Friday, July 9, 2010

Who is my Neighbor?

Reflections on the Readings
Fifteenth Sunday in Ordinary Time - July 11, 2010, Year C
Seventh Sunday after Pentecost
By Dennis S. Hankins

Who is my Neighbor?

But he desiring to justify himself, said to Jesus, "And who is my neighbor?"

The lawyer asks about his eternal destiny, but his questions embody more than this inquiry.  He is putting Jesus to the test.  The first question directed to Jesus is, "Teacher, what shall I do to inherit eternal life?"  Jesus answers the lawyer with a question: "How do you read what is written in the law?"  It is his answer to this question that receives Jesus' endorsement.  

To love God with all of your heart, soul, strength and mind and your neighbor as yourself is to gain God's eternal friendship.  Jesus says to the lawyer, "You have answered right; do this, and you will live."

It is now another question that emerges from the mind of the lawyer.   It is a question that sounds like Cain's response to God's question to him, "Where is Abel your brother?"  Cain responded, "Am I my brother's keeper?" Place that along side of the lawyer's question, "And who is my neighbor?" Both questions are amazingly similar.  

The story of the Good Samaritan is one of the most familiar stories in the Gospels.  Jesus tells this story to open not only the lawyer's heart but our hearts as well to the power of mercy; to be a neighbor to anyone in need of mercy.  The lawyer learns that the law of God, a law he knows very well, is confirmed in mercy.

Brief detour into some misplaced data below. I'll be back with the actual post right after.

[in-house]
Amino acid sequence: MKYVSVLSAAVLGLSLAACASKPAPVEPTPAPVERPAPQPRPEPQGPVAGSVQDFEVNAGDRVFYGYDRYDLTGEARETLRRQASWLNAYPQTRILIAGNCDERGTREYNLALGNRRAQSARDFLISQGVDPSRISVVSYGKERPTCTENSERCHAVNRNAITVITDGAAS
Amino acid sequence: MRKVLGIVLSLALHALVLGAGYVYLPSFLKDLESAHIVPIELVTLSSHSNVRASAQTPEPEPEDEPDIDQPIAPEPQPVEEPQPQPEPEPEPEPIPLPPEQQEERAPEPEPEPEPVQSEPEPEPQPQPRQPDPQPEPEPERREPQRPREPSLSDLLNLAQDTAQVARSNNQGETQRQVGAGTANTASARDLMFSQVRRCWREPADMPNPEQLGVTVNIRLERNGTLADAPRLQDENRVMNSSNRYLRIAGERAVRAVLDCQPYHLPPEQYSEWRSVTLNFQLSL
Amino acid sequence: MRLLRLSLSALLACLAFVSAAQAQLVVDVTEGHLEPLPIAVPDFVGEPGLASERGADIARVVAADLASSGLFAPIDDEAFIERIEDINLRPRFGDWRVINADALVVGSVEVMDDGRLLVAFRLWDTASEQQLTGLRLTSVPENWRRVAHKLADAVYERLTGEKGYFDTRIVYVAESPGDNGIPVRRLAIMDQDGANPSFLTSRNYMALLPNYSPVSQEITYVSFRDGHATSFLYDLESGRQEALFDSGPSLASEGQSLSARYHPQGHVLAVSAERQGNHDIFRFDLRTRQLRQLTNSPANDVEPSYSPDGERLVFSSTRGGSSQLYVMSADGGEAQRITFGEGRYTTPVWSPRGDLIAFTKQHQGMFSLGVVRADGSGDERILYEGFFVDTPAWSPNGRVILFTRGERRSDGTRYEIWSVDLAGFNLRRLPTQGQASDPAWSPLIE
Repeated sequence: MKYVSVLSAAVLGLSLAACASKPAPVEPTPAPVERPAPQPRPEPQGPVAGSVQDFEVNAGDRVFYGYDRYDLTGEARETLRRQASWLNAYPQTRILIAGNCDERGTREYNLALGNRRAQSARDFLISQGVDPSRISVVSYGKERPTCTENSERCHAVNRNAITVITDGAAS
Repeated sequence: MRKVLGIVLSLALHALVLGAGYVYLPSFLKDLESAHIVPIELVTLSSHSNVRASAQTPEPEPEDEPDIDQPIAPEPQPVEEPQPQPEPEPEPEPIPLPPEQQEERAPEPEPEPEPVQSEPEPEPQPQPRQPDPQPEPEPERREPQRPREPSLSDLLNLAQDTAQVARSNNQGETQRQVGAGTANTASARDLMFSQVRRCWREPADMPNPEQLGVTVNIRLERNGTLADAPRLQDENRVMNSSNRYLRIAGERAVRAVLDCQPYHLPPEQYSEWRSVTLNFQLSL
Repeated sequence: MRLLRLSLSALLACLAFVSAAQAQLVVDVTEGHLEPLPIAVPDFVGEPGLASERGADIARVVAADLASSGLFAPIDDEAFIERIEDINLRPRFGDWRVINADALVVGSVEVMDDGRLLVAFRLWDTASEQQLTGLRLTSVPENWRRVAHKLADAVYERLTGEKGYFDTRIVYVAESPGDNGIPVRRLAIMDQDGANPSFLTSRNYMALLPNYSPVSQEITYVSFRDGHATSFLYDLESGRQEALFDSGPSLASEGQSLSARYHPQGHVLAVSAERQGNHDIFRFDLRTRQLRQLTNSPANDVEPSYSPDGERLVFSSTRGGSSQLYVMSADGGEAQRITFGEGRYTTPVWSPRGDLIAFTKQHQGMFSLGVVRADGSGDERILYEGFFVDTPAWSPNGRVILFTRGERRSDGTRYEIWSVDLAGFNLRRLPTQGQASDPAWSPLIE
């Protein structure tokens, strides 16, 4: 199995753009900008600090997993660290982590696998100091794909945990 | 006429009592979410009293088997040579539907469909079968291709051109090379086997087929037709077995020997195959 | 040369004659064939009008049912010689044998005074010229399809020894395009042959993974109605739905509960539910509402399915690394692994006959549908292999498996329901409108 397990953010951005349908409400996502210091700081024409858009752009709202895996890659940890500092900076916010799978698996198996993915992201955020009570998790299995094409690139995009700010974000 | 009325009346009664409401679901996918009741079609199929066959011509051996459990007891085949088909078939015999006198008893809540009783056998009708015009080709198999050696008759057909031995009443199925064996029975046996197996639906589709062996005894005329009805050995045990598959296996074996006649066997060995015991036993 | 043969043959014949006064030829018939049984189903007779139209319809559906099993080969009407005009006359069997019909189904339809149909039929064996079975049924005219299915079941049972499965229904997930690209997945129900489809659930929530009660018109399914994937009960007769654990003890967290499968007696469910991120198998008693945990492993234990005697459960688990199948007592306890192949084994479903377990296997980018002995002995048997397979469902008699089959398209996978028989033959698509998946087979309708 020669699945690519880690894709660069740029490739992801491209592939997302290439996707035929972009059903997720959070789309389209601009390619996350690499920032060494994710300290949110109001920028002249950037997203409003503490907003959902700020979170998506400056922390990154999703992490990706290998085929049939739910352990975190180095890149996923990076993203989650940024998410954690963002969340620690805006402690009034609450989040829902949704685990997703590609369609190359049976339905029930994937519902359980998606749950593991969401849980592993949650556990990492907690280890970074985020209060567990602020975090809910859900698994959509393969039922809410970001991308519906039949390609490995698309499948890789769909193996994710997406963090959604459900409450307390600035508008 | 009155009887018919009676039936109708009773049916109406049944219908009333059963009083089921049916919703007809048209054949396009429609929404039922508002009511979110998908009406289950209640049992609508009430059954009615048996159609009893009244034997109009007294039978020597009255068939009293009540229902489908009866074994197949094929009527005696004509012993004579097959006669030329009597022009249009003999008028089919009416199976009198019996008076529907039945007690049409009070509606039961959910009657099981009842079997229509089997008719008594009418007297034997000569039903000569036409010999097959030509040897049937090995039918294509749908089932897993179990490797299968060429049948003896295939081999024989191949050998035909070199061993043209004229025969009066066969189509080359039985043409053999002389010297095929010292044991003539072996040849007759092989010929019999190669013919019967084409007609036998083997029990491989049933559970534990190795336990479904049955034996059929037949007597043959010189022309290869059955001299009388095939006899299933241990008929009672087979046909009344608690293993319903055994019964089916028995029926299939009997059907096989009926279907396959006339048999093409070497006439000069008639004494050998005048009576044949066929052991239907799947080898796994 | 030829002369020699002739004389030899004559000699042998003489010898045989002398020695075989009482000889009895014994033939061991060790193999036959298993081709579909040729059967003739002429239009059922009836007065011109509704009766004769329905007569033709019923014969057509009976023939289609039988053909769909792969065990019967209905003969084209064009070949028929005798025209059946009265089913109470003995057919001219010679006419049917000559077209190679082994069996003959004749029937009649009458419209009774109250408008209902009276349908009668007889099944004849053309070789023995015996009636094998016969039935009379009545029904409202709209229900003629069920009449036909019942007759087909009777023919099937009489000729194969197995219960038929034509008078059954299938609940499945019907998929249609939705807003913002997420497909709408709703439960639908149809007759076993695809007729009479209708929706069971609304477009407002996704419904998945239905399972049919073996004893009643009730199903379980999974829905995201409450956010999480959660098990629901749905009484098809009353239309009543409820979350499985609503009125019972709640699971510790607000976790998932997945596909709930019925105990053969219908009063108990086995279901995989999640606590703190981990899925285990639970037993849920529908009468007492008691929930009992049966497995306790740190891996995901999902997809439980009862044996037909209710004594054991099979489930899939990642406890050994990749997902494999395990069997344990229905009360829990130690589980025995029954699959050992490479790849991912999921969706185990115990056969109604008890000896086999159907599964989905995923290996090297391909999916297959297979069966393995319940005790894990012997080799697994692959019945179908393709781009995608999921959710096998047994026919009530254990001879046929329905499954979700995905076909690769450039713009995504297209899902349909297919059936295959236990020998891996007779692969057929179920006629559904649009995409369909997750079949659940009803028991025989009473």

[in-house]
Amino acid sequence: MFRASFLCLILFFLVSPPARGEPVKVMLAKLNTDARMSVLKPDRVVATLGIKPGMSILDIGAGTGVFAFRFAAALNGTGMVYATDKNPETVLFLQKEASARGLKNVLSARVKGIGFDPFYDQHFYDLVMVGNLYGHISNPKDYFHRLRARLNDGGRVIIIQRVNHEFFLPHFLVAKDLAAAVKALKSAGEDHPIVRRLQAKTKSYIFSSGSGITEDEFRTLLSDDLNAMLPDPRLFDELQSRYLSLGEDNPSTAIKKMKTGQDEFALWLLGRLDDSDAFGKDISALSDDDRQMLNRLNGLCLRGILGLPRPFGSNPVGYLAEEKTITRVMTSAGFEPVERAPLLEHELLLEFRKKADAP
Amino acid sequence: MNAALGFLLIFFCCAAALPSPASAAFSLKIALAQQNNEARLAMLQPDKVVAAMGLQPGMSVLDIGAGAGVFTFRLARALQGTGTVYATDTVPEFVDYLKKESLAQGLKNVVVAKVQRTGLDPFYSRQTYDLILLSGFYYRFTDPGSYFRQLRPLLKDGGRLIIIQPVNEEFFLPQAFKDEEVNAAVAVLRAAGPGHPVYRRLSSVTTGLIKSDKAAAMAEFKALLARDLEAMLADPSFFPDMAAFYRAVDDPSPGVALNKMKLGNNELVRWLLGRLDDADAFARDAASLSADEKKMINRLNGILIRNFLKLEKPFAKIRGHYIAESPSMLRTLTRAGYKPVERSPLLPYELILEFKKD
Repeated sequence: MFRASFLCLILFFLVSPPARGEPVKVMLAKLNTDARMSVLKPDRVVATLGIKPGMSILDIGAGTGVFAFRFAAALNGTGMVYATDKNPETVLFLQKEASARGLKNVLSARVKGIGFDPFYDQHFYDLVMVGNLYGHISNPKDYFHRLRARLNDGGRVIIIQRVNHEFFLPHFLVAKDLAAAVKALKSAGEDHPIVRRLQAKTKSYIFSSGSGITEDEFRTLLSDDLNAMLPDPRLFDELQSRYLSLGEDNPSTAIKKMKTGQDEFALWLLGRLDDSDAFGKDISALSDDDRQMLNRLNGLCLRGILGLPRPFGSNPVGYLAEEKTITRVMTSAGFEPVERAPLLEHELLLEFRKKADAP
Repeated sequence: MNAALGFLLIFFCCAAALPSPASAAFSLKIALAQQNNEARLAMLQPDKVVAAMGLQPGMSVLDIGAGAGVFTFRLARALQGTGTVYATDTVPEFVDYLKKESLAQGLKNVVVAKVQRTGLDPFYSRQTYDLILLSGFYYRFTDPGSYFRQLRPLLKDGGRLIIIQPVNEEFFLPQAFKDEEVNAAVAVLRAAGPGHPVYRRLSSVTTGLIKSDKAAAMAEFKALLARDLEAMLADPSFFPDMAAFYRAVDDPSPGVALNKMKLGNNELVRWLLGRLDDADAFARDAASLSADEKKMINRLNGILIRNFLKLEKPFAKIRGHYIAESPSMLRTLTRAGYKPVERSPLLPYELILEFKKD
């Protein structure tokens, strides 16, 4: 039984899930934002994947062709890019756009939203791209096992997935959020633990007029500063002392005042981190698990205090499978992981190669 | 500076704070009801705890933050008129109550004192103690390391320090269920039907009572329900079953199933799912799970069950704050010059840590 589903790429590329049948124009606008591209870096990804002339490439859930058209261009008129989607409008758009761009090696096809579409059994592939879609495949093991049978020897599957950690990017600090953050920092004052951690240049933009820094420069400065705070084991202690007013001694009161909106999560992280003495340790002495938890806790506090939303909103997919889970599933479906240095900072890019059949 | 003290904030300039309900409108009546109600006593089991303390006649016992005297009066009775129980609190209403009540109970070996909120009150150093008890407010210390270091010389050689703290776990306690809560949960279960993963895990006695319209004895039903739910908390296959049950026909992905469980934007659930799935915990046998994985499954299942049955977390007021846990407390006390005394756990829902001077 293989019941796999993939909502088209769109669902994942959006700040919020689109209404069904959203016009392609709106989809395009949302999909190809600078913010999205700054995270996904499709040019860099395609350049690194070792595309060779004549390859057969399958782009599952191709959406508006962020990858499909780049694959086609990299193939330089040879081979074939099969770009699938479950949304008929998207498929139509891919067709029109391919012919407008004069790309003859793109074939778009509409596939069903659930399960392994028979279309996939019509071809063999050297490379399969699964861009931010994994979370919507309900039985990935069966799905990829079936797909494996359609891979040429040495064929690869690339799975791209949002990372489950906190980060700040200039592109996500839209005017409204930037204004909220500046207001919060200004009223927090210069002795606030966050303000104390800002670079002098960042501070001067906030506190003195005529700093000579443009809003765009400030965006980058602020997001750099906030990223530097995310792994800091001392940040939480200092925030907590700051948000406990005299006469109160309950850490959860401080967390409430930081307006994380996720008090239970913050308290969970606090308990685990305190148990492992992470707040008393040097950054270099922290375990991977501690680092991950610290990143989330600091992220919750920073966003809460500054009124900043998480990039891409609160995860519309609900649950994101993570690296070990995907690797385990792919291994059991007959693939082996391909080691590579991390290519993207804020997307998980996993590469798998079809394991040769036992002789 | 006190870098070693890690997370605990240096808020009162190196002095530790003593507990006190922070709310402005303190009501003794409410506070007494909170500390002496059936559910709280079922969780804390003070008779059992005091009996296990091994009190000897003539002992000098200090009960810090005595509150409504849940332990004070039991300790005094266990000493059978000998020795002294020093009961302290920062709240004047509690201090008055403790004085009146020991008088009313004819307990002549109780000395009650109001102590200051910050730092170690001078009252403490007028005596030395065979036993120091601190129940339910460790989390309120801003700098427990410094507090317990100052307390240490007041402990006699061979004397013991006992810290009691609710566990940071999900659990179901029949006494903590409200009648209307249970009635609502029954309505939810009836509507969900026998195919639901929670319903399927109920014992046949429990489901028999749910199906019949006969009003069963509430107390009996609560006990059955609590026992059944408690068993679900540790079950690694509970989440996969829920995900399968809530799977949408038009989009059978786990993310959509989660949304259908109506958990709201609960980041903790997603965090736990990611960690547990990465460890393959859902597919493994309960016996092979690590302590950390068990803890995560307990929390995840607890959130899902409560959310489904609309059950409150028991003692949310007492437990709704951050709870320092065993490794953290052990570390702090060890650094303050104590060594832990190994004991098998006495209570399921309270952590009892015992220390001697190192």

He who came from the bosom of the Father, is our merciful neighbor.  "I desire mercy, not sacrifice," says our Lord, quoting the prophet Hosea.(Matthew 9:13)  He not only desires it, he gives it, pouring mercy upon us, for we are the man who fell among robbers.  We are the stripped and beaten.  We are the dead in our trespasses and sins.  In an act of love, Jesus, mercy incarnate, restores us to life, abundant life.  

The highest religious leaders in Jesus' day observe the man fallen into the hands of thieves.  Looking upon him and knowing his devastation, they pass by rather than helping the poor soul.  At this point in his story, Jesus looks deeply into the soul of the lawyer who wishes to justify himself.  Self justification.  It is as flimsy as the clothing Adam and Eve made for themselves.

But it is the Samaritan, a foreigner among the Jews, who is the neighbor.  No one, especially a Jew in Jesus' day, expects anything good, let alone mercy from a Samaritan.  The Samaritans social status reminds us of Jesus' home town of Nazareth.  Nathanael once asked Philip, "Can anything good come out of Nazareth?"  Philip responded, "Come and see."  Jesus came out of Nazareth.  Born of the Virgin Mary and loved and nurtured by his earthly father Joseph, Mercy's first home on earth was a small, no nothing place called Nazareth.  And now the whole world is befriended by this gracious neighbor named Jesus, the whole world bathed in his merciful love.

May see the world through eyes of mercy and be a neighbor like Jesus.  Is this not the way of a new Evangelism; the day of a new Pentecost?

May it be so.  Amen.  



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